Murdoch denies REA will take agents’ commissions

News Limited supremo Rupert Murdoch has debunked the idea that REA Group is attempting to take commissions agents earn on property transactions.

As reported in his own News presses yesterday, Mr Murdoch reportedly delivered a speech to a private audience in Sydney late last week that reassured agents that leading property site was not introducing a new market-based pricing model that would mean less revenues for agents.

Part of Mr Murdoch’s speech was quoted in The Australian: “Despite misleading statements from our competitors, I want to reinforce what Peter ­Tonagh (REA’s interim chief executive) said earlier this month. Real estate agents are critical to the property process and critical to our strategy, and they always have been and always will be.

“That’s why REA only accepts listings from licensed real estate agents, offers agents branding and profiling tools, invests in marketing events and agent education initiatives, and delivers access to a wide world of buyers, including in China,” Mr Murdoch said.

As has been reported extensively by Real Estate Business, there are real concerns that REA is using the huge reach of to ramp up advertising rates to what many believe are prohibitively expensive levels. “Greed in the purest form”, is how James Tostevin, director at Marshall White, recently described it.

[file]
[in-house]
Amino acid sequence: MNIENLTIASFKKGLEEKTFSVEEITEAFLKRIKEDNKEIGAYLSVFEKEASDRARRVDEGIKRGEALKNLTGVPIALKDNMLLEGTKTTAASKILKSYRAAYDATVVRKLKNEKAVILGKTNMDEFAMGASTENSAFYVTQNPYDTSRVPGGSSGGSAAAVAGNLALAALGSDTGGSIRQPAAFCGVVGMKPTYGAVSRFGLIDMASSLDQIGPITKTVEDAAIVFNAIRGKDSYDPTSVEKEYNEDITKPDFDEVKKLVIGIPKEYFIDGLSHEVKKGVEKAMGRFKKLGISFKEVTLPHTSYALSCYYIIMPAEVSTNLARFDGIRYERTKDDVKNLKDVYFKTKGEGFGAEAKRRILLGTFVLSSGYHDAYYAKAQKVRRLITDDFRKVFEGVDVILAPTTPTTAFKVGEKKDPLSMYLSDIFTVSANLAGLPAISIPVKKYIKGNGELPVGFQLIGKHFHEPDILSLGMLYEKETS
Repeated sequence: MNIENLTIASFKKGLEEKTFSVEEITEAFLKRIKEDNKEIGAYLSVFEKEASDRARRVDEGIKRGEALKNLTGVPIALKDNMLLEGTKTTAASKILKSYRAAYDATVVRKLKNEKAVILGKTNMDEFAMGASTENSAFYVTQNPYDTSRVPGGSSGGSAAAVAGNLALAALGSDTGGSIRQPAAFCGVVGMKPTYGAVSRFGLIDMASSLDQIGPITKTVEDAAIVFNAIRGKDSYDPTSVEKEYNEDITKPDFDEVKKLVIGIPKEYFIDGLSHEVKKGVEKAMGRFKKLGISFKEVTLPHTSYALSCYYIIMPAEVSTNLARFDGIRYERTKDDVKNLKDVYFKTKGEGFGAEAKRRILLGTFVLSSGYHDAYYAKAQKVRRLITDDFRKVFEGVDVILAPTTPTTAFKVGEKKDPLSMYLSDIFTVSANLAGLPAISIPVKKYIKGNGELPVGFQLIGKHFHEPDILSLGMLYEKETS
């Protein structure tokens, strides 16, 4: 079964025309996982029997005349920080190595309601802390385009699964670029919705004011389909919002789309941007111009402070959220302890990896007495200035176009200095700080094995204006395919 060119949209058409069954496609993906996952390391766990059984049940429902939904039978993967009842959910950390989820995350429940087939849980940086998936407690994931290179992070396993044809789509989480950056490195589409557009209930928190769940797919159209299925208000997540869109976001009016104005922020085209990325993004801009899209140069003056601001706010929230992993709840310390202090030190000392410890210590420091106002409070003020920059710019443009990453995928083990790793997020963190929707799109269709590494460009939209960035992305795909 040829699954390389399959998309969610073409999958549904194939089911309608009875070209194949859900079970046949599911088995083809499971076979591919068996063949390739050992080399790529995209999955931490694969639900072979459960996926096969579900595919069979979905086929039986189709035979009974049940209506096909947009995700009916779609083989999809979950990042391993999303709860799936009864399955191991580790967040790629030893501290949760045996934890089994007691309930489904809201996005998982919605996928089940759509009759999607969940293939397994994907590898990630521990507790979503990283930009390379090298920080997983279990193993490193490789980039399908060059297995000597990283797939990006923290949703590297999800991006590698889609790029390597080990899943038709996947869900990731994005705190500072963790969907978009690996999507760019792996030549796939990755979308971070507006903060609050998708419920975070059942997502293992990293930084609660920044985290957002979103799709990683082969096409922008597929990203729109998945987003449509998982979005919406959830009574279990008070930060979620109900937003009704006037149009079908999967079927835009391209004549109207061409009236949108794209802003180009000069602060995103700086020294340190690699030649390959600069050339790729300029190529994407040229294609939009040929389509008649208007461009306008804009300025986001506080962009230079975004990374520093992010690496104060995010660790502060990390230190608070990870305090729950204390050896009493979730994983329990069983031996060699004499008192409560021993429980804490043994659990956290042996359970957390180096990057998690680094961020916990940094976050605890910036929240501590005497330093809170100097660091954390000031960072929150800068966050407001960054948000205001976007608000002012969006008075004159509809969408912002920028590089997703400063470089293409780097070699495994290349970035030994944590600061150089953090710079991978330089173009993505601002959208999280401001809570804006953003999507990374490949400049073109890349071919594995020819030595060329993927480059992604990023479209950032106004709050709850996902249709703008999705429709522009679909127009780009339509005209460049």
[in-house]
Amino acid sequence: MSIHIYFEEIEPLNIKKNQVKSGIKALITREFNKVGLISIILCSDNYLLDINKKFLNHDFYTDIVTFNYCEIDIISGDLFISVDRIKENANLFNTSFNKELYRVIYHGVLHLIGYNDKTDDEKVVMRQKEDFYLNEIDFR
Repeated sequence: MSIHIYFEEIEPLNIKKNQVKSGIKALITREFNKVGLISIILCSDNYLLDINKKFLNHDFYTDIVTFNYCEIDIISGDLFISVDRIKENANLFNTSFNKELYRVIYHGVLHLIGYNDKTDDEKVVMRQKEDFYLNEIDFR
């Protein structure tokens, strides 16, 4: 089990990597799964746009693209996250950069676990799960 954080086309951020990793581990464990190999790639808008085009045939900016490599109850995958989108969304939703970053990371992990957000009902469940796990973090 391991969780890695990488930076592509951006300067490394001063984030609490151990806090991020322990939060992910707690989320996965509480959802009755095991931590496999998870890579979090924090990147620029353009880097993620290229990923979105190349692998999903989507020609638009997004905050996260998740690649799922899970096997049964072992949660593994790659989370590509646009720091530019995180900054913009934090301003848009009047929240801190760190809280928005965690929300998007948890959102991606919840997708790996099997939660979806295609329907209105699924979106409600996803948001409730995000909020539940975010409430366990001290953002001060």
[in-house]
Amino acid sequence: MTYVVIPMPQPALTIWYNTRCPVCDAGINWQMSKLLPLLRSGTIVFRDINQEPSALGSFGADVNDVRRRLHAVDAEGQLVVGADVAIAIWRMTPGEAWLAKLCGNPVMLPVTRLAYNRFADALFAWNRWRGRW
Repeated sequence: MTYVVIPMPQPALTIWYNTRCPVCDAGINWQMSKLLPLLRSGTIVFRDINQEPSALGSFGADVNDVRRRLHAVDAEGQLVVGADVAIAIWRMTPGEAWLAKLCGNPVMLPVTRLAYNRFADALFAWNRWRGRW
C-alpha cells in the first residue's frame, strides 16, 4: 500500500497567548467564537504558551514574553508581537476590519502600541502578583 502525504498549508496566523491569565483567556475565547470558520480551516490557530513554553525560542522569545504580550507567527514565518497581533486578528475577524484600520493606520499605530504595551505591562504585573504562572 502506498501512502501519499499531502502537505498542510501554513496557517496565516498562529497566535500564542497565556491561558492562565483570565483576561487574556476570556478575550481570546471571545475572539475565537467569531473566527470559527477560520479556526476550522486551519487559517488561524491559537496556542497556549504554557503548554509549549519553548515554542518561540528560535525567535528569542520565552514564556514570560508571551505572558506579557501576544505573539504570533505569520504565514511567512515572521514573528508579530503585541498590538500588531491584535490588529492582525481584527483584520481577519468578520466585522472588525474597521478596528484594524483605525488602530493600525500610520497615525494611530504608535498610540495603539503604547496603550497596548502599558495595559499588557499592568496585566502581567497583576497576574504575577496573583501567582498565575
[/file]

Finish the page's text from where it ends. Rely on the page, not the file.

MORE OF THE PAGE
However, REA chairman Hamish McLennan claims its strategy is merely to combat that of its competitor Domain, which is owned by News’ media competitor, Fairfax.

Mr McLennan cites Domain’s potential acquisition of Canberra site, combined with the Fairfax-owned The Canberra Times, would give the group a monopoly in the nation’s capital.

“There’s a lot of misinformation from our competitors around REA, but we are absolutely focused on working with agents,” Mr McLennan was quoted in the News presses yesterday.

“Ironically, they [Fairfax] accept private listings in competition with agents, which is something we don’t do. Our focus is on working with those agents and continuing to invest in better products where we spend $45 million a year,” he said.

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